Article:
Show simple item record

dc.contributor.authorSages, Patti
dc.date.accessioned2012-05-30T19:04:53Z
dc.date.available2012-05-30T19:04:53Z
dc.date.issued2012-02-08
dc.identifier.urihttps://hdl.handle.net/1813/28999
dc.description.abstractA 5-year-old male castrated Golden Retriever presented to the Cornell University Hospital for Animals Emergency Service on January 7, 2012 for evaluation of acute pneumothorax diagnosed by his referring veterinarian. On physical exam, the dog was dyspneic, tachypneic, and tachycardic and had decreased lung soungs in the dorsal lung fields bilaterally. Diagnostics performed revealed dehydration, respiratory alkalosis, and hypoxemia. A lung bulla located in the left cranial lung lobe was identified on CT scan; therefore the patient was immediately taken to surgery for a left sided thoracotomy and left cranial lung lobectomy. The patient recovered well from surgery, with dramatic improvement in lung sounds, respiratory rate, and respiratory effort over the next 48 hours. This report will discuss the clinical history, diagnosis, pathophysiology, and treatment of spontaneous pneumothorax.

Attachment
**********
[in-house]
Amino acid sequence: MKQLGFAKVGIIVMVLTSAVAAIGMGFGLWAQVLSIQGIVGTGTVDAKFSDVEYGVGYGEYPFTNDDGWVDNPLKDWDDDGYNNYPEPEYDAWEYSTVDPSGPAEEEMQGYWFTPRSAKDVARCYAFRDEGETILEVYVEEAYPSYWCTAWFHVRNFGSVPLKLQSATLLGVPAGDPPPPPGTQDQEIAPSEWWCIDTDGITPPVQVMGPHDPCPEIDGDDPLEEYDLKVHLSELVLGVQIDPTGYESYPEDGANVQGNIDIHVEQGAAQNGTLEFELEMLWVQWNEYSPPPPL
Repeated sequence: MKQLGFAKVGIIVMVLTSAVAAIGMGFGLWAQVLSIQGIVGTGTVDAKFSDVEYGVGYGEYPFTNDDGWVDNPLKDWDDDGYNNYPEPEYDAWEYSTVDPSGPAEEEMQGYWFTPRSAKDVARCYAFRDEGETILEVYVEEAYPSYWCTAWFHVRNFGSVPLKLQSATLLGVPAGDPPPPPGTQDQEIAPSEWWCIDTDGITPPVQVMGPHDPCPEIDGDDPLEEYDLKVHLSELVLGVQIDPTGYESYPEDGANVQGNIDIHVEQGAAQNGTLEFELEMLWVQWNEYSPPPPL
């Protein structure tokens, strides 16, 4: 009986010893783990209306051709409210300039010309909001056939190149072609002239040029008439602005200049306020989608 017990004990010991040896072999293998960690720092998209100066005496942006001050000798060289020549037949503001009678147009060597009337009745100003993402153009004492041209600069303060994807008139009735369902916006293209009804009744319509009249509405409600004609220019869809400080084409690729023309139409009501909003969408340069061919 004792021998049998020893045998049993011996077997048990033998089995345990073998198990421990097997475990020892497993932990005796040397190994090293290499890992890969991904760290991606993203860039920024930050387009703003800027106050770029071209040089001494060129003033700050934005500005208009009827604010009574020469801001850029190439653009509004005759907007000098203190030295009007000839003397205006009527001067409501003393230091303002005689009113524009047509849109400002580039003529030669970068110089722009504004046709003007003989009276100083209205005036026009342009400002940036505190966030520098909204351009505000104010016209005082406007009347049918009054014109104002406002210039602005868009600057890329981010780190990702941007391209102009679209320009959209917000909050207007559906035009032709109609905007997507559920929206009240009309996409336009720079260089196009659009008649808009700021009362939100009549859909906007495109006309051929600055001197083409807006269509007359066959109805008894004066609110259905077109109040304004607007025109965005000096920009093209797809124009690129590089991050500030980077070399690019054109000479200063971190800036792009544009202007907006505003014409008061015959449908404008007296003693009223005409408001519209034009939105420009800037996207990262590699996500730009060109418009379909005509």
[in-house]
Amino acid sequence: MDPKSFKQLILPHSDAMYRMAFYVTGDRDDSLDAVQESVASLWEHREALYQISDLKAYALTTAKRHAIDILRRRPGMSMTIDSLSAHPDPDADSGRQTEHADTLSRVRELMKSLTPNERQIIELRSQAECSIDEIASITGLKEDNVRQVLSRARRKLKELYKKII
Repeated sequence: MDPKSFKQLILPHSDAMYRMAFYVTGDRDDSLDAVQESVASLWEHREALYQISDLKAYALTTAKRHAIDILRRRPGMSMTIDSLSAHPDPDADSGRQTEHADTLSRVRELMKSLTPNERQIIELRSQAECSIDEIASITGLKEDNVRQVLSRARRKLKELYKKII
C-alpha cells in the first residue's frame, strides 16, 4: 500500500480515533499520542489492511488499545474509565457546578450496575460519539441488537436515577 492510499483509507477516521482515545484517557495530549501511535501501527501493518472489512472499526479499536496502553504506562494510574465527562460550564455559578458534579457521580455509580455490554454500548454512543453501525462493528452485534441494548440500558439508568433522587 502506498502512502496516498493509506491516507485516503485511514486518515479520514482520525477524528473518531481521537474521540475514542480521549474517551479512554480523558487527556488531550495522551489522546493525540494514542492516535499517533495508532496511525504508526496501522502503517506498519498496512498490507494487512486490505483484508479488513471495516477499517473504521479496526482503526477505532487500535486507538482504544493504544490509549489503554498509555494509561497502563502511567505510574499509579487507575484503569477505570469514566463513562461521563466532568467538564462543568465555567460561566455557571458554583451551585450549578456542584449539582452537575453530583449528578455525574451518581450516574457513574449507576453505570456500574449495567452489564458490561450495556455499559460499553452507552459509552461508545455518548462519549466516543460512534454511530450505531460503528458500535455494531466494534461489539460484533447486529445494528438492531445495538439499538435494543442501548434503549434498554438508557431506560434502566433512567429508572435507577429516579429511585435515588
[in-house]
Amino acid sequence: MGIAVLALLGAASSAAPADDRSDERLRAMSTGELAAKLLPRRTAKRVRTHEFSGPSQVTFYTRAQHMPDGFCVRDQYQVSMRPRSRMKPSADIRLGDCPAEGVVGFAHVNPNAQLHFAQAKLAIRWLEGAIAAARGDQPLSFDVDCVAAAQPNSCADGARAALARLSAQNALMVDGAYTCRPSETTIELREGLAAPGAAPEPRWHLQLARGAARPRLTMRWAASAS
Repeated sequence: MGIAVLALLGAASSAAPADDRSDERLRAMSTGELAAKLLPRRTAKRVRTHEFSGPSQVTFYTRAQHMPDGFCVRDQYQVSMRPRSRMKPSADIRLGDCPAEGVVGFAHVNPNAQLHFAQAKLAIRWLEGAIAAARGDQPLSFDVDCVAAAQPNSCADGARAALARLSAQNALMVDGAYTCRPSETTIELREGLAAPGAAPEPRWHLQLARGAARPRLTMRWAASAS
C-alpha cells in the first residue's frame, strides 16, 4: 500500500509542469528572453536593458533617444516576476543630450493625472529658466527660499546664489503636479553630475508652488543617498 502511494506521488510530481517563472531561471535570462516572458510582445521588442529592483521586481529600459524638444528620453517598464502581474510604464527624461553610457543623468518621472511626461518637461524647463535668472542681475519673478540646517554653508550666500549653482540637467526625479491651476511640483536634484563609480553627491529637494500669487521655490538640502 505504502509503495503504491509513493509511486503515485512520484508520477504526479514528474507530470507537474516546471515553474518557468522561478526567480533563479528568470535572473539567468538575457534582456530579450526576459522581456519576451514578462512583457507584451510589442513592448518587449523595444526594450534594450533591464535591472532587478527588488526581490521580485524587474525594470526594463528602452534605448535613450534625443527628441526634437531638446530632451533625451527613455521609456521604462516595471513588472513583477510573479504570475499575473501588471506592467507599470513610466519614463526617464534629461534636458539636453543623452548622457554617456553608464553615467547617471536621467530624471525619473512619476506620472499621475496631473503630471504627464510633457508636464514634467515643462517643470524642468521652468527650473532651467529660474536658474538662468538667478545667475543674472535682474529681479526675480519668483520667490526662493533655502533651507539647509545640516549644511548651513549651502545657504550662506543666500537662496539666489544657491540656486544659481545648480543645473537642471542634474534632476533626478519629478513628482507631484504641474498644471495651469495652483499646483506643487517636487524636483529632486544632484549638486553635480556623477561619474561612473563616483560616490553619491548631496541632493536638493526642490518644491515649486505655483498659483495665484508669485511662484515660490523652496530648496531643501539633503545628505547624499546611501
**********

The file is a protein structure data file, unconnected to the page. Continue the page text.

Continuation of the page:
dc.language.isoen_USen_US
dc.relation.ispartofseriesSenior seminar paper
dc.relation.ispartofseriesSeminar SF610.1 2012
dc.subjectDogs -- Diseases -- Treatment -- Case studiesen_US
dc.subjectDogs -- Surgery -- Case studies
dc.titleSpontaneous pneumothorax in a Golden Retrieveren_US
dc.typeterm paperen_US


Files in this item

Thumbnail
Thumbnail
Thumbnail

This item appears in the following Collection(s)

Show simple item record

Statistics